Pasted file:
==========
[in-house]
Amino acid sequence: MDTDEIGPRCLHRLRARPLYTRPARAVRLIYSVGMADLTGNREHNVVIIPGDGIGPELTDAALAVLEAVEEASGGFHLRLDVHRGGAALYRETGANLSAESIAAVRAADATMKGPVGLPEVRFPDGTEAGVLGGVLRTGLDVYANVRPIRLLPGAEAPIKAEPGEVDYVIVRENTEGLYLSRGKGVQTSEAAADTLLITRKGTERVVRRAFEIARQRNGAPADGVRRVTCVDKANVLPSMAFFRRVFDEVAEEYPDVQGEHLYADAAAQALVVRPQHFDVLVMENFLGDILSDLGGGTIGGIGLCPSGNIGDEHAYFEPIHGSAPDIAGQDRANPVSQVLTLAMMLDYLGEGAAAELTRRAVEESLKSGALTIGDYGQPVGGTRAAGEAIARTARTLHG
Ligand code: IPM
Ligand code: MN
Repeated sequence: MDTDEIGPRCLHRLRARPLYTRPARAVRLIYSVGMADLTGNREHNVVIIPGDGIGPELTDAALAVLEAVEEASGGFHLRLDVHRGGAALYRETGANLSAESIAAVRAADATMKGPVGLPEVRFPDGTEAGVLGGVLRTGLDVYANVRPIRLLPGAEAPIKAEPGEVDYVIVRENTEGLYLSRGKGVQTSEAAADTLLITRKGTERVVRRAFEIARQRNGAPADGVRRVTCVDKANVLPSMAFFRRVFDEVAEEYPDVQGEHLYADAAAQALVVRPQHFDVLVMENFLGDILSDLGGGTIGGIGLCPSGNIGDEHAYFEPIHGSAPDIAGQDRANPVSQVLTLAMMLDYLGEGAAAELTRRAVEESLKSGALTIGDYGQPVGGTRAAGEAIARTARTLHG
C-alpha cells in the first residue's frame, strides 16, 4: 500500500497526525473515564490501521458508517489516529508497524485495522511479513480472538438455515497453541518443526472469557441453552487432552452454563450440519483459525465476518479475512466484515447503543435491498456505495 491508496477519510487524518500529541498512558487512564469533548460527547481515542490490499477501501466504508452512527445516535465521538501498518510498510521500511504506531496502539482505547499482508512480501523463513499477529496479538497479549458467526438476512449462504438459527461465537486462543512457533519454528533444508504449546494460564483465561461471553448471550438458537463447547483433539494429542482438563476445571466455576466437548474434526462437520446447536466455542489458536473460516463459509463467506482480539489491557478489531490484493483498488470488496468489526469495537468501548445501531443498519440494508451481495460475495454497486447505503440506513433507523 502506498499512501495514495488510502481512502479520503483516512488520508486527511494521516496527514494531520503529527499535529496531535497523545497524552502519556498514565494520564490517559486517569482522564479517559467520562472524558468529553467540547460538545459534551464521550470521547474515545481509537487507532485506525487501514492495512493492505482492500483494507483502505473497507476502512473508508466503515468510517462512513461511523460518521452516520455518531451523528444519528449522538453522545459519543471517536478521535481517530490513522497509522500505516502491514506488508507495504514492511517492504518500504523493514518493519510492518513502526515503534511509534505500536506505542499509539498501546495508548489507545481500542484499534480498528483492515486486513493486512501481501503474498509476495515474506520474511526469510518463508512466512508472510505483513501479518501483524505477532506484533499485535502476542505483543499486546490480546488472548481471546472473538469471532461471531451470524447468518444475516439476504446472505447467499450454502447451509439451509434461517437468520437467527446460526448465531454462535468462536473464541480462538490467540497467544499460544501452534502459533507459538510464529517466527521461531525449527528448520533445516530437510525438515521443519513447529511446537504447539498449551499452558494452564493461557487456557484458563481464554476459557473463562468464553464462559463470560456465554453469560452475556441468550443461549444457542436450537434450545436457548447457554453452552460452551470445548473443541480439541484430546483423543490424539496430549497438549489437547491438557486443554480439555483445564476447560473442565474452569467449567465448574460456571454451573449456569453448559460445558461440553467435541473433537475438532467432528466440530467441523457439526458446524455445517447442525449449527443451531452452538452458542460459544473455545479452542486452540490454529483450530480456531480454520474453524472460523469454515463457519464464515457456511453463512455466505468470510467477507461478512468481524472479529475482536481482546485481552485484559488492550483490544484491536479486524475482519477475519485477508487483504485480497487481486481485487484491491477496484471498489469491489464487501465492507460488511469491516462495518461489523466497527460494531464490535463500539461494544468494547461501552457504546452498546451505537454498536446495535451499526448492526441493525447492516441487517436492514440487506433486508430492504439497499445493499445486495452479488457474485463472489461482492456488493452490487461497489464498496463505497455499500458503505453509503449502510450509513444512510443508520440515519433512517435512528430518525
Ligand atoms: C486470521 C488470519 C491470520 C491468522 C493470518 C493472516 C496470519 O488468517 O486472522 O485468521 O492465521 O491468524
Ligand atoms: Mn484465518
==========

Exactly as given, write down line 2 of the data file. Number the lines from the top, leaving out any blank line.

Amino acid sequence: MDTDEIGPRCLHRLRARPLYTRPARAVRLIYSVGMADLTGNREHNVVIIPGDGIGPELTDAALAVLEAVEEASGGFHLRLDVHRGGAALYRETGANLSAESIAAVRAADATMKGPVGLPEVRFPDGTEAGVLGGVLRTGLDVYANVRPIRLLPGAEAPIKAEPGEVDYVIVRENTEGLYLSRGKGVQTSEAAADTLLITRKGTERVVRRAFEIARQRNGAPADGVRRVTCVDKANVLPSMAFFRRVFDEVAEEYPDVQGEHLYADAAAQALVVRPQHFDVLVMENFLGDILSDLGGGTIGGIGLCPSGNIGDEHAYFEPIHGSAPDIAGQDRANPVSQVLTLAMMLDYLGEGAAAELTRRAVEESLKSGALTIGDYGQPVGGTRAAGEAIARTARTLHG